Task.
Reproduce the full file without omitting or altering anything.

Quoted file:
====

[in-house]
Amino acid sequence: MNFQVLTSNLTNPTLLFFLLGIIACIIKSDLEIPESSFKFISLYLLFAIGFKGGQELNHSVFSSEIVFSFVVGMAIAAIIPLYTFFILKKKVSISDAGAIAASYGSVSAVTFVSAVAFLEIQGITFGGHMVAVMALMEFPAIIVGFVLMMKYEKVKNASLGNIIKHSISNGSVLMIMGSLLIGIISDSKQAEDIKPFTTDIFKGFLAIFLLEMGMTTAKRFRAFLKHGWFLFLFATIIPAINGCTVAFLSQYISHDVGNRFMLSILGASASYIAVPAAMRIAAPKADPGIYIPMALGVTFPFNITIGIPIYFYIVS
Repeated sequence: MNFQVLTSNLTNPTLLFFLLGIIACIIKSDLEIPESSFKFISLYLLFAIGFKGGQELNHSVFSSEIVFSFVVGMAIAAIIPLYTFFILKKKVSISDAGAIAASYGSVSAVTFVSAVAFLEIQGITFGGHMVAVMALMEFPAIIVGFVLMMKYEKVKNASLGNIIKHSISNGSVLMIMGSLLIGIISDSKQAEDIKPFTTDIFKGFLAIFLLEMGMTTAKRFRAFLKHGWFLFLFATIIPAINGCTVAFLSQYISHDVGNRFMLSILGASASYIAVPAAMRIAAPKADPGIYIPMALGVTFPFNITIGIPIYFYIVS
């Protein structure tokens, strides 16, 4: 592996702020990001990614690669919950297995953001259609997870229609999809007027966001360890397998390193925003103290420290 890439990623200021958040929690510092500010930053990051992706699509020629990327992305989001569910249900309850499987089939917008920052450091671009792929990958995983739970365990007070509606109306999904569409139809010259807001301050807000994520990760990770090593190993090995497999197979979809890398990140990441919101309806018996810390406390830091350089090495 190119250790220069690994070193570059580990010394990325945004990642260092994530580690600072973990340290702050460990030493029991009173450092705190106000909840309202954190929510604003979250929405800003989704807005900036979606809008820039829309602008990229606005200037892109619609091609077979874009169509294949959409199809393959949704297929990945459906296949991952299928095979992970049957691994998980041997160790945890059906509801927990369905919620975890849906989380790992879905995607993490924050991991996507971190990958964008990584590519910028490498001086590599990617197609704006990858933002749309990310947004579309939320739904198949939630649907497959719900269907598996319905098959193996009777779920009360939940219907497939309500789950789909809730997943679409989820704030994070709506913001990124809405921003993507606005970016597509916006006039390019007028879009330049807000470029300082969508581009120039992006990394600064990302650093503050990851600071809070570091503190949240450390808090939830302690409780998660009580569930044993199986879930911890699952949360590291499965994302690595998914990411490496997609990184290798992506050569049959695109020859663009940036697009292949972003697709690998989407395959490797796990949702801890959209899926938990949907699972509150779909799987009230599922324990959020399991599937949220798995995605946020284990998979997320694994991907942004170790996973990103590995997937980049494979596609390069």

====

[in-house]
Amino acid sequence: MNFQVLTSNLTNPTLLFFLLGIIACIIKSDLEIPESSFKFISLYLLFAIGFKGGQELNHSVFSSEIVFSFVVGMAIAAIIPLYTFFILKKKVSISDAGAIAASYGSVSAVTFVSAVAFLEIQGITFGGHMVAVMALMEFPAIIVGFVLMMKYEKVKNASLGNIIKHSISNGSVLMIMGSLLIGIISDSKQAEDIKPFTTDIFKGFLAIFLLEMGMTTAKRFRAFLKHGWFLFLFATIIPAINGCTVAFLSQYISHDVGNRFMLSILGASASYIAVPAAMRIAAPKADPGIYIPMALGVTFPFNITIGIPIYFYIVS
Repeated sequence: MNFQVLTSNLTNPTLLFFLLGIIACIIKSDLEIPESSFKFISLYLLFAIGFKGGQELNHSVFSSEIVFSFVVGMAIAAIIPLYTFFILKKKVSISDAGAIAASYGSVSAVTFVSAVAFLEIQGITFGGHMVAVMALMEFPAIIVGFVLMMKYEKVKNASLGNIIKHSISNGSVLMIMGSLLIGIISDSKQAEDIKPFTTDIFKGFLAIFLLEMGMTTAKRFRAFLKHGWFLFLFATIIPAINGCTVAFLSQYISHDVGNRFMLSILGASASYIAVPAAMRIAAPKADPGIYIPMALGVTFPFNITIGIPIYFYIVS
């Protein structure tokens, strides 16, 4: 592996702020990001990614690669919950297995953001259609997870229609999809007027966001360890397998390193925003103290420290 890439990623200021958040929690510092500010930053990051992706699509020629990327992305989001569910249900309850499987089939917008920052450091671009792929990958995983739970365990007070509606109306999904569409139809010259807001301050807000994520990760990770090593190993090995497999197979979809890398990140990441919101309806018996810390406390830091350089090495 190119250790220069690994070193570059580990010394990325945004990642260092994530580690600072973990340290702050460990030493029991009173450092705190106000909840309202954190929510604003979250929405800003989704807005900036979606809008820039829309602008990229606005200037892109619609091609077979874009169509294949959409199809393959949704297929990945459906296949991952299928095979992970049957691994998980041997160790945890059906509801927990369905919620975890849906989380790992879905995607993490924050991991996507971190990958964008990584590519910028490498001086590599990617197609704006990858933002749309990310947004579309939320739904198949939630649907497959719900269907598996319905098959193996009777779920009360939940219907497939309500789950789909809730997943679409989820704030994070709506913001990124809405921003993507606005970016597509916006006039390019007028879009330049807000470029300082969508581009120039992006990394600064990302650093503050990851600071809070570091503190949240450390808090939830302690409780998660009580569930044993199986879930911890699952949360590291499965994302690595998914990411490496997609990184290798992506050569049959695109020859663009940036697009292949972003697709690998989407395959490797796990949702801890959209899926938990949907699972509150779909799987009230599922324990959020399991599937949220798995995605946020284990998979997320694994991907942004170790996973990103590995997937980049494979596609390069």